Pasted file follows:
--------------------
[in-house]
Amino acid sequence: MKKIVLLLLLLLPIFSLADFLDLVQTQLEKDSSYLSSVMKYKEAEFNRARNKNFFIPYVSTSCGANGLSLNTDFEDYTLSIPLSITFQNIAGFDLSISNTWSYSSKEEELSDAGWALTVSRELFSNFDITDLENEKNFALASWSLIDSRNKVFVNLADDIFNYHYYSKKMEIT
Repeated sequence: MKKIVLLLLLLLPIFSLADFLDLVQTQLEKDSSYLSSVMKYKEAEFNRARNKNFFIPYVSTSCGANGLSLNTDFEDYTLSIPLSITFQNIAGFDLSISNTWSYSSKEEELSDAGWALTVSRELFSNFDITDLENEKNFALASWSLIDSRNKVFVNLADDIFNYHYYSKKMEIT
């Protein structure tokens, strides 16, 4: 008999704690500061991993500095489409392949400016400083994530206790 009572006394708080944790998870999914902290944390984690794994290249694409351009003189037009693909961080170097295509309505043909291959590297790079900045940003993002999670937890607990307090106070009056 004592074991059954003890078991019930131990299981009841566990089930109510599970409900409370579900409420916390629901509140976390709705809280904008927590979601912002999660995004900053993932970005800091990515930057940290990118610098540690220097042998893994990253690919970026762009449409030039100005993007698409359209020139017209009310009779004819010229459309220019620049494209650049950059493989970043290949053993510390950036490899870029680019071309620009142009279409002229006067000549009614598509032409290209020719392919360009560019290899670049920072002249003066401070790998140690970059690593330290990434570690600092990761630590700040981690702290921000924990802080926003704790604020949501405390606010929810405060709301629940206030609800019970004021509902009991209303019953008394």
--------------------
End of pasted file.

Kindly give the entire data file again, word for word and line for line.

[in-house]
Amino acid sequence: MKKIVLLLLLLLPIFSLADFLDLVQTQLEKDSSYLSSVMKYKEAEFNRARNKNFFIPYVSTSCGANGLSLNTDFEDYTLSIPLSITFQNIAGFDLSISNTWSYSSKEEELSDAGWALTVSRELFSNFDITDLENEKNFALASWSLIDSRNKVFVNLADDIFNYHYYSKKMEIT
Repeated sequence: MKKIVLLLLLLLPIFSLADFLDLVQTQLEKDSSYLSSVMKYKEAEFNRARNKNFFIPYVSTSCGANGLSLNTDFEDYTLSIPLSITFQNIAGFDLSISNTWSYSSKEEELSDAGWALTVSRELFSNFDITDLENEKNFALASWSLIDSRNKVFVNLADDIFNYHYYSKKMEIT
């Protein structure tokens, strides 16, 4: 008999704690500061991993500095489409392949400016400083994530206790 009572006394708080944790998870999914902290944390984690794994290249694409351009003189037009693909961080170097295509309505043909291959590297790079900045940003993002999670937890607990307090106070009056 004592074991059954003890078991019930131990299981009841566990089930109510599970409900409370579900409420916390629901509140976390709705809280904008927590979601912002999660995004900053993932970005800091990515930057940290990118610098540690220097042998893994990253690919970026762009449409030039100005993007698409359209020139017209009310009779004819010229459309220019620049494209650049950059493989970043290949053993510390950036490899870029680019071309620009142009279409002229006067000549009614598509032409290209020719392919360009560019290899670049920072002249003066401070790998140690970059690593330290990434570690600092990761630590700040981690702290921000924990802080926003704790604020949501405390606010929810405060709301629940206030609800019970004021509902009991209303019953008394």